What is our primary use case?
We're a consulting company, therefore, we get involved in all kinds of use cases.
PeopleSoft is used for usually larger organizations and some middle tier. However, usually, organizations that are maybe 2000 employees or two and a half billion dollars or more tend to be users. They use it primarily for back-office systems, finance supply chain, human resources, payroll benefits, that kind of stuff. That includes recruiting and everything associated with HCM. It's one of the primary ERP systems.
What is most valuable?
The most valuable feature is that it's wide and broad and it does about everything anybody needs in a major organization from a back-office systems point of view.
It's a mature product. I've been using it since 1994. It came out maybe a few years before that. It's matured over the years to where, from a back-office system point of view in those primary areas, if you want an all-inclusive system, you can do almost anything you need to do with PeopleSoft without having to buy other third party systems to bolt on to it.
They continue to improve and support the product. The latest announcement was that they're going to continue to support it through 2032. However, every year they add a year or two to that. They confirm their outgoing support for 10 years almost every year.
What needs improvement?
It's a real contrast between things like Workday and Oracle cloud. The biggest challenge we see as consultants from an Oracle cloud and Workday point of view is that you cannot customize those systems to better fit your business processes. Companies that are smaller and that are less complex tend to go with Oracle and Workday. The big advantage there is they don't have to do any upgrades. However, they're almost forced into the changes if there are new versions for these cloud systems. The good news is you don't have to upgrade them. The bad news is it may not support all your business processes as you want. Therefore, you have to change your business processes to fit the software.
The biggest disadvantage with things like PeopleSoft is that they do continuous support and fixes and upgrades. You get to choose when you want to implement that upgrade. However, in order to keep up, you have to upgrade. The biggest challenge with PeopleSoft is it's a trade-off between feature functionality and the pain of going through those upgrades. And when you upgrade, you've got to do some work. You have to look at what's available in the new version, figure out whether we're going to use that or not, and turn it on or not. On top of that, it's got to go through an implementation process.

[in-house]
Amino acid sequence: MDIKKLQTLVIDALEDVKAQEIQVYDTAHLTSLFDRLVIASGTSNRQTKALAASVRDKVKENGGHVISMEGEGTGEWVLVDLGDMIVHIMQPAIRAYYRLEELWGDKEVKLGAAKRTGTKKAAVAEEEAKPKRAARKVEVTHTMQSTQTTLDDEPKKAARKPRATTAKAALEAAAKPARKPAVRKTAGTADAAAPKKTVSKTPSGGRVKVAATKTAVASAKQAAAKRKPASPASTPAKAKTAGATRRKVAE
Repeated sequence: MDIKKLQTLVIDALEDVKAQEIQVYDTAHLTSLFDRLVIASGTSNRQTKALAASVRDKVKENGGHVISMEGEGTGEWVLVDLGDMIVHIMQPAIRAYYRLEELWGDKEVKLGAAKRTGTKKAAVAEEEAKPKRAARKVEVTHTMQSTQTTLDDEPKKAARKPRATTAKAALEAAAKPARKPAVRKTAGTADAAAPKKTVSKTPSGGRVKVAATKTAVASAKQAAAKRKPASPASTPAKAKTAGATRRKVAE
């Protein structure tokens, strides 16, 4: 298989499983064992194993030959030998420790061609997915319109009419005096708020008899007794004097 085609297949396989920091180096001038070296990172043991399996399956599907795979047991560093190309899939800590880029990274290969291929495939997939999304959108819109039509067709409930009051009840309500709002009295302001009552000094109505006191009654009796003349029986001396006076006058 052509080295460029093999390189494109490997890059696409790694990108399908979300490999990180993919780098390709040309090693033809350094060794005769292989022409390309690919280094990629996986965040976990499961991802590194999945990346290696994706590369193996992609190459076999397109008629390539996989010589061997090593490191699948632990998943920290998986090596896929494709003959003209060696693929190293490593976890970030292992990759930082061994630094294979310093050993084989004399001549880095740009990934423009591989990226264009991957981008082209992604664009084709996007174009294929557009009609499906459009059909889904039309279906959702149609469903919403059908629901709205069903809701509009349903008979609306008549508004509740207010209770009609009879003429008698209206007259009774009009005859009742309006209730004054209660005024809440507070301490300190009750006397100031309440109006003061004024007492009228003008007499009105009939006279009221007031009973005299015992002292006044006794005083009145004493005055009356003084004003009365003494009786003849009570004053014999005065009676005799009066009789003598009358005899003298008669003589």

Most people do about one upgrade per year. Some people do two, and some people get way behind. However, in order to take advantage of what they buy and pay for, they need to really do probably at least one upgrade a year. And it's a minor upgrade. It's not the kind of upgrade we used to think of that people did once every five years that was almost a reimplementation. In upgrade terms, it's a minor upgrade, however, it is an upgrade.
The difference in PeopleSoft and cloud version is the trade-off between not being able to do any customization and being forced into upgrades almost monthly. You don't have a chance to take your time. You don't have a choice when you do it. It just happens.
For how long have I used the solution?
Within the company, we've been dealing with PeopleSoft for 15 years. I personally have been dealing with PeopleSoft going back to 1994. I have many, many years of experience working with it.